A few interesting things to report on today. First off, Nielsen//NetRatings yesterday announced they’ll be tracking the entire Digital Media Universe starting in Q4, providing the industry with “the most comprehensive view of Web and digital media usage.”
Another week -- another set of web traffic numbers proving that the web is an essential procrastination tool for office workers.
Despite the sagging economy, many companies plan on investing in technology solutions to help them measure the effectiveness of their marketing efforts.
DoubleClick Inc. has been busy researching all kinds of things in the last few months, and yesterday released a second study in as many days, this one highlighting the fact that online advertising is the most cost-effective advertising medium for driving incremental sales.
Here’s a shocker: DoubleClick Inc. yesterday announced results of its second quarter Email Marketing Trend Report, which indicates that marketers “need to continue to effectively target offers and carefully clean their lists to maintain performance.”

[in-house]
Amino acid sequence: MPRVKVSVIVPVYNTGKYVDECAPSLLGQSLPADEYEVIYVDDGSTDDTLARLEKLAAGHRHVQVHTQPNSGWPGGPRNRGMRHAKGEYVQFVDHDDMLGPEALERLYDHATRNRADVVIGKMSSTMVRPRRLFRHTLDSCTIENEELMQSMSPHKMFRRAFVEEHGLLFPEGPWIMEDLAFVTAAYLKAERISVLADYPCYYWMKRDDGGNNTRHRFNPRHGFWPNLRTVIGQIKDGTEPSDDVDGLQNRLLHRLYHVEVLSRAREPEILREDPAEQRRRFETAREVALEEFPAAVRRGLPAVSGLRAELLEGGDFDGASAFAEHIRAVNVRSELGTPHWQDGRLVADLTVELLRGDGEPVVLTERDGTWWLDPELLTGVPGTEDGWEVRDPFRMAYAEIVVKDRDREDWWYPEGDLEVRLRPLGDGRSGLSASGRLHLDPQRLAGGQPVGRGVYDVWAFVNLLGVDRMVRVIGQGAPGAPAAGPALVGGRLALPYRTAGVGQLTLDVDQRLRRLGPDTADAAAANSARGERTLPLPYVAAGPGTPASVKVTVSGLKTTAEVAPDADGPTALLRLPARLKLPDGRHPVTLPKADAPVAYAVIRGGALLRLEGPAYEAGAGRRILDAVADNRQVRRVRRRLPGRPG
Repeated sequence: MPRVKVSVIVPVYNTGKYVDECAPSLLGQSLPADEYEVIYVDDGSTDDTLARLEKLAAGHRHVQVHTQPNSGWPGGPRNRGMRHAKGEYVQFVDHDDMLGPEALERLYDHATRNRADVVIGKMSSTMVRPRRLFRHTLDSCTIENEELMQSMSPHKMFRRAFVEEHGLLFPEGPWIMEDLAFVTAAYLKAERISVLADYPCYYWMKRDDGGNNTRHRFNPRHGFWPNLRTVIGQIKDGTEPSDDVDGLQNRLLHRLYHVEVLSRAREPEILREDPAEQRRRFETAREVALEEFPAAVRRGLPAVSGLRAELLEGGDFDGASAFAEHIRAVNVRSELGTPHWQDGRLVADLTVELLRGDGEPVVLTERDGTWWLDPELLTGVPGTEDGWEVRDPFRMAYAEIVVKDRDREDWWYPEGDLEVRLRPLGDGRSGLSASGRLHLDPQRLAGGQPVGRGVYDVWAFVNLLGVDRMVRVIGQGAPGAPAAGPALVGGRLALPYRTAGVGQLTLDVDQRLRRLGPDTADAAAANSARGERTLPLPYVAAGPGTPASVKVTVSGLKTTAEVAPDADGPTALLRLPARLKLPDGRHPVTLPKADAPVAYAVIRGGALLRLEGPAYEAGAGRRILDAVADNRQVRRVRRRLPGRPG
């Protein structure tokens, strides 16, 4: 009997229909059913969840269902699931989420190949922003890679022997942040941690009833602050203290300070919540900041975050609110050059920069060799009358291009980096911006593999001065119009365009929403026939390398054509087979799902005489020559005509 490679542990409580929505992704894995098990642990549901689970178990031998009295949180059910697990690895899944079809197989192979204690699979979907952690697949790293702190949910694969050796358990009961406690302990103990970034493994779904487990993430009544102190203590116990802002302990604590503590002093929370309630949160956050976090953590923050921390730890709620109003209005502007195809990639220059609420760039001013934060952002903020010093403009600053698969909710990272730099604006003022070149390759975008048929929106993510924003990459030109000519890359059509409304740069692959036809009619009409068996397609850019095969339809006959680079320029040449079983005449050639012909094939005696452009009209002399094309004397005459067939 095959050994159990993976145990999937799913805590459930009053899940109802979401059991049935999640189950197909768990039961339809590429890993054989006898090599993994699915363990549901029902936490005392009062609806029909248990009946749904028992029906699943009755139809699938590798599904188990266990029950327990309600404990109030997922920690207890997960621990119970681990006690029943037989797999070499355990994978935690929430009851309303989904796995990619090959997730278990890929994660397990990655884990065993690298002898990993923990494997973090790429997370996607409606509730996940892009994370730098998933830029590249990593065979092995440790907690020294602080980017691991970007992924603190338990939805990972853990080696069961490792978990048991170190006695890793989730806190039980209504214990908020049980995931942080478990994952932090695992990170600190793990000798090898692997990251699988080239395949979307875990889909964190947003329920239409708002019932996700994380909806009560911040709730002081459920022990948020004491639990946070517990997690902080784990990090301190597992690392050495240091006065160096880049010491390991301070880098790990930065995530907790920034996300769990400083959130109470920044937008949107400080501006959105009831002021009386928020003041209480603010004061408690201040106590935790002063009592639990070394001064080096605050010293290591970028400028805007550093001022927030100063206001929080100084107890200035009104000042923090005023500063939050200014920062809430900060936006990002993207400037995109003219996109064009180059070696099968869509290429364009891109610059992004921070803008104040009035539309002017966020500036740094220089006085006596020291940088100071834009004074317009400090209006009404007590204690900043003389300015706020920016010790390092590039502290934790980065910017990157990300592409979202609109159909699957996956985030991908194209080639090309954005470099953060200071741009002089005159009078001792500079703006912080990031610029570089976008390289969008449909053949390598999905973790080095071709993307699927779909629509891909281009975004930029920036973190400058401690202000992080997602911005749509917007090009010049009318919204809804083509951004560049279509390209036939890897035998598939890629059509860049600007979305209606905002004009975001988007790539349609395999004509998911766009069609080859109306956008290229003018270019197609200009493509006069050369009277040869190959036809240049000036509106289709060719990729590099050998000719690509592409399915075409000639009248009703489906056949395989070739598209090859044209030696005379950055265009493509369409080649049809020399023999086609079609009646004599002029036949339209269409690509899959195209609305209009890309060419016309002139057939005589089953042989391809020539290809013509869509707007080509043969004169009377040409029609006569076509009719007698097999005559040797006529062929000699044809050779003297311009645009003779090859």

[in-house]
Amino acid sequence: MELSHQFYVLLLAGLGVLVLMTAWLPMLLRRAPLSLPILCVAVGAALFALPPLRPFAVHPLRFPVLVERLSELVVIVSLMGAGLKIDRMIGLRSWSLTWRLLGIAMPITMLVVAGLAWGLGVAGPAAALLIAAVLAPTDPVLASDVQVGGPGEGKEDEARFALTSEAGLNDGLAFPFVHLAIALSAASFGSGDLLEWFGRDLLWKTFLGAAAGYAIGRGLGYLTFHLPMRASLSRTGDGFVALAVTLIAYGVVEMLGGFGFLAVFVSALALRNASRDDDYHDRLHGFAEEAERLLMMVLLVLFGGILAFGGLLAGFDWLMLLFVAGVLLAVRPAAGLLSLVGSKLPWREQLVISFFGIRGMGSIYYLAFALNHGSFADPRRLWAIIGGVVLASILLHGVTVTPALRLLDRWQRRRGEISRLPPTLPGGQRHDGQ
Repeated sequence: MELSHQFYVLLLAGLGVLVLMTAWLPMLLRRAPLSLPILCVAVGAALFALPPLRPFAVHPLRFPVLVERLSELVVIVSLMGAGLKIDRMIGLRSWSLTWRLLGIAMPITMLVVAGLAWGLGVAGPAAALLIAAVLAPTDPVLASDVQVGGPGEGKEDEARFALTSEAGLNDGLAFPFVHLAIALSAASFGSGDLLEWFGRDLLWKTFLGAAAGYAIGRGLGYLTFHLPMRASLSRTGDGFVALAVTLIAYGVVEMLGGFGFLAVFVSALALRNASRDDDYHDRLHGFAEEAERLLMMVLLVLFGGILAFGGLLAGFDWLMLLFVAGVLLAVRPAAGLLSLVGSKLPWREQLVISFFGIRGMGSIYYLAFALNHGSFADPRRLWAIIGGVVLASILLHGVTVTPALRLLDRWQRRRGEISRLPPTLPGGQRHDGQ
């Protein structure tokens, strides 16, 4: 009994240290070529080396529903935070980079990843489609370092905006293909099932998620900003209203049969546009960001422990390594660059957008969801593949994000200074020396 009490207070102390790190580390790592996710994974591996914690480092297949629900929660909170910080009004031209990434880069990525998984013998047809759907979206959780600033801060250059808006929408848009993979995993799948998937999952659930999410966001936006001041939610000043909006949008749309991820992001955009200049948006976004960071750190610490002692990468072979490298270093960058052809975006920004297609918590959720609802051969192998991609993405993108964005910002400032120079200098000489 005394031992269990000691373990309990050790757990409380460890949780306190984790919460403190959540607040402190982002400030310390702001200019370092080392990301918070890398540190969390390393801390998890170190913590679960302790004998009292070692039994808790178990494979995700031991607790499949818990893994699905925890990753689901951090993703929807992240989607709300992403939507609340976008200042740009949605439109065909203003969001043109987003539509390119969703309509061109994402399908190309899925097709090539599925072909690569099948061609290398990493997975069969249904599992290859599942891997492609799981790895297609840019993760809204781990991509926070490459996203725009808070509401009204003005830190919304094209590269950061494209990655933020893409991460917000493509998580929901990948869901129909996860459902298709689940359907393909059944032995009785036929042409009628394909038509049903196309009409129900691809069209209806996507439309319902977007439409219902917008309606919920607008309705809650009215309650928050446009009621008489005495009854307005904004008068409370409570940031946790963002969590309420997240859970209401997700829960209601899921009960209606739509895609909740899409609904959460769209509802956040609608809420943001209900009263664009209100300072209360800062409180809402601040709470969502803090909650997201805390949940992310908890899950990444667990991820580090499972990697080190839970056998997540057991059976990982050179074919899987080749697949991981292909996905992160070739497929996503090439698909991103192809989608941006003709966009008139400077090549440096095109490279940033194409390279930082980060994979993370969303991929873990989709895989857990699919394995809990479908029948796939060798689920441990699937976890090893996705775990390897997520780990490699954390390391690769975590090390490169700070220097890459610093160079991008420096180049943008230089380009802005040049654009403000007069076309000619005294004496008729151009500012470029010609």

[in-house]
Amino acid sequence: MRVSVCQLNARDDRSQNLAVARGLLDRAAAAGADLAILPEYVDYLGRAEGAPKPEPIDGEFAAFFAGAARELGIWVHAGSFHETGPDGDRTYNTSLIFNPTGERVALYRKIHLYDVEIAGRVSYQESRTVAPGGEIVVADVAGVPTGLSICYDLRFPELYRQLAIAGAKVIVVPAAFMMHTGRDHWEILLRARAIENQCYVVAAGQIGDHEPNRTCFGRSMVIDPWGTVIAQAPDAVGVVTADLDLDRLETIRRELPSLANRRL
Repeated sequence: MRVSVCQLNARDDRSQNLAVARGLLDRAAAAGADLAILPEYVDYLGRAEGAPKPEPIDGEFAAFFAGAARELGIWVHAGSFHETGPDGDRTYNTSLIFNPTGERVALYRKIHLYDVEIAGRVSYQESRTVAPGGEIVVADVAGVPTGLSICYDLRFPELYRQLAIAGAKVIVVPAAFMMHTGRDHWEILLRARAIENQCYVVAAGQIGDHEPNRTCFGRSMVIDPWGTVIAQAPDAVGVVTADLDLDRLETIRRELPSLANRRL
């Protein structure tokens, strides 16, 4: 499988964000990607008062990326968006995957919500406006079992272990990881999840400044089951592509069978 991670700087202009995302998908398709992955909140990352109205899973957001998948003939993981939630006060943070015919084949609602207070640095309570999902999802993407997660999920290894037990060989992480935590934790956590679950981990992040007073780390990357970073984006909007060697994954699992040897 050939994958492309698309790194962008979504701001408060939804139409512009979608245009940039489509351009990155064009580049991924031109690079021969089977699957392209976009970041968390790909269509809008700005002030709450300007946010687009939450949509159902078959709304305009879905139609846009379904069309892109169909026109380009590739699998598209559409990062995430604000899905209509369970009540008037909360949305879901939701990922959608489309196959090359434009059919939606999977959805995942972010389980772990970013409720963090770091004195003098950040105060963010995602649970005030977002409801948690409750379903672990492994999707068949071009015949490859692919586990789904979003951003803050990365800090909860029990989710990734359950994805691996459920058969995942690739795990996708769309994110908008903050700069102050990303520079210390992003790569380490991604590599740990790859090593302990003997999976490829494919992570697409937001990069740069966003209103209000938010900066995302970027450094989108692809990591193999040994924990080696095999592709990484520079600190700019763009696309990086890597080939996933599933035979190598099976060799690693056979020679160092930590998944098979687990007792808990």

If you’re watching web traffic patterns like I am, last week should come as no surprise to you. It’s all about the Forbes Top Ten Richest List and, of course, "The Sopranos".
A majority of U.S. Web users are able to tell the difference between permission-based email marketing and spam, suggests a new poll.
I have bad news. Jupiter Research yesterday released a report predicting that consumers will receive unwanted email with increasing frequency in the coming years and that by 2007 the average email consumer will be exposed to more than 3,900 spam messages annually.
The lines between television and Internet media continue to blur, according to comScore Media Metrix, which yesterday reported that 48% of Internet users regularly watch television and have a television and PC in the same room.
In case you’re wondering how the streaming radio industry is doing, it looks like the British have the upper hand.